Looks Aren't Everything
There are several aspects of instruction from visual rhetoric that get applied to the artifacts of digital culture. Perhaps most familiar is the "correction model," which is represented in the contents above from the YouTube channel of the longtime web design schoolmarms at Web Pages That Suck. In the Virtualpolitik book, I talk about what I call the "correction model" in more detail and use examples like World's Worst Website and David Kay's "What's Wrong With This Slide?" to show how negative models can be used for pedagogical purposes.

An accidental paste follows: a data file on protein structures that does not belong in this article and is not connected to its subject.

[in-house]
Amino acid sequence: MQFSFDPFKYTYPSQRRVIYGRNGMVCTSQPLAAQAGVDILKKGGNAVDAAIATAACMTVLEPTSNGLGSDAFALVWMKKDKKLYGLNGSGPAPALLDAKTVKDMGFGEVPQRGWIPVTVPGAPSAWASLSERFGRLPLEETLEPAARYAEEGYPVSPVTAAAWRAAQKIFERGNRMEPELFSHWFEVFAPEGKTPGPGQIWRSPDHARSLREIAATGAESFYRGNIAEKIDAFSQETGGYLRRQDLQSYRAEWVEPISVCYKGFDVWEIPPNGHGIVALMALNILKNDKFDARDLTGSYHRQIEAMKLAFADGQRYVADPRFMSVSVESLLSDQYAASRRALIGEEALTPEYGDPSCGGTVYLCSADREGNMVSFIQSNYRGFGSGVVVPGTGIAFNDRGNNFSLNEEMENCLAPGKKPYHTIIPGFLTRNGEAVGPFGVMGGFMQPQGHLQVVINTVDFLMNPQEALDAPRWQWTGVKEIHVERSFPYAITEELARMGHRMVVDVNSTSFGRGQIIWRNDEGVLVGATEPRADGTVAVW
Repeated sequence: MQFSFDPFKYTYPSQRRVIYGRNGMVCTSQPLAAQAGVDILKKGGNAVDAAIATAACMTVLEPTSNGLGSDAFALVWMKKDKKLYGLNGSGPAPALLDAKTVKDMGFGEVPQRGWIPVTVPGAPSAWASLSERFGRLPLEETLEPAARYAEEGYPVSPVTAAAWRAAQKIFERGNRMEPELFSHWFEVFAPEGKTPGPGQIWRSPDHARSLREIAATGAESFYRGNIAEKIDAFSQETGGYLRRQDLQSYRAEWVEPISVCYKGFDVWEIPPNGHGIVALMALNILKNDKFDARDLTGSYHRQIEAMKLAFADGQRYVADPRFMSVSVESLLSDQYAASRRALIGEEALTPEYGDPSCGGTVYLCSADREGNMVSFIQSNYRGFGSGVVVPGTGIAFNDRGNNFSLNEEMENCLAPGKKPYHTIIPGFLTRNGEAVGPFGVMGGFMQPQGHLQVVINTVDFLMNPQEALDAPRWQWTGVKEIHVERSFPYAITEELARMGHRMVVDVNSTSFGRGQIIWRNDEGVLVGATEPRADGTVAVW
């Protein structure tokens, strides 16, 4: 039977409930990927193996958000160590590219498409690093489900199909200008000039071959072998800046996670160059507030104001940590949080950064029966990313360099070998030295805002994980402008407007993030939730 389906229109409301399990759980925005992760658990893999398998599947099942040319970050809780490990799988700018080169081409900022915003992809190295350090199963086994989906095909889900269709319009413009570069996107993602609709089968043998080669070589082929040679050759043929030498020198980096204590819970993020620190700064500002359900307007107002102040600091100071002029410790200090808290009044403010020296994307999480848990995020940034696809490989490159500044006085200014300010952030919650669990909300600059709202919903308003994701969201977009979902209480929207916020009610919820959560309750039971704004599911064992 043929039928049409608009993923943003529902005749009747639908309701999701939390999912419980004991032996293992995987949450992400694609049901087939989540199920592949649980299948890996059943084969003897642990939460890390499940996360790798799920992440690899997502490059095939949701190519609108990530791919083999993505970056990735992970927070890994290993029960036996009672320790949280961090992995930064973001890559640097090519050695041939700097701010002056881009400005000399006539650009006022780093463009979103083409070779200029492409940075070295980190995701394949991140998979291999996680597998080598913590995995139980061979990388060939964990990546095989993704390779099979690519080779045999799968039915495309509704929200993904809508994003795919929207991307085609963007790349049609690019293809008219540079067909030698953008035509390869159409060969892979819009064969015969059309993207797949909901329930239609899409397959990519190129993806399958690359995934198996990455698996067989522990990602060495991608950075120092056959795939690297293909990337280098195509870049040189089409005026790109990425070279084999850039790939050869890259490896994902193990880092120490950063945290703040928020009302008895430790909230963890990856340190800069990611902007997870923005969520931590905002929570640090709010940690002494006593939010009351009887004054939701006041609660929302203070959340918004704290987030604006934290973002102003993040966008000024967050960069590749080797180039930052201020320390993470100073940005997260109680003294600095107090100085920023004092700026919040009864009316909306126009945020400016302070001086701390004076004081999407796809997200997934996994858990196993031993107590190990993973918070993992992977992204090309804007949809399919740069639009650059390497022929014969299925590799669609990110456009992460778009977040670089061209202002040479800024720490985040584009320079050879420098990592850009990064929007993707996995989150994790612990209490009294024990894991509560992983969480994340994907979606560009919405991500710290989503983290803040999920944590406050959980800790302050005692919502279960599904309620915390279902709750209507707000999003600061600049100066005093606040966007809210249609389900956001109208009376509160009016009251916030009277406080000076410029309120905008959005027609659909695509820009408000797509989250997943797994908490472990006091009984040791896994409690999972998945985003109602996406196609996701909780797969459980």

Of course, there are also sites that encourage "spoiler" analysis of digital objects, where the work at issue isn't necessarily "bad" or "wrong" and may -- in fact -- be an example of a virtuoso performance involving digital tools. For example, Frank Baker offers these resources for teaching about the manipulation of photographic images to foster "media literacy" about how design software makes the manipulation and manufacture of seemingly realistic images possible. Among the sites that Baker recommends, you can check your ability to spot digital forgeries here at this industry-sponsored site.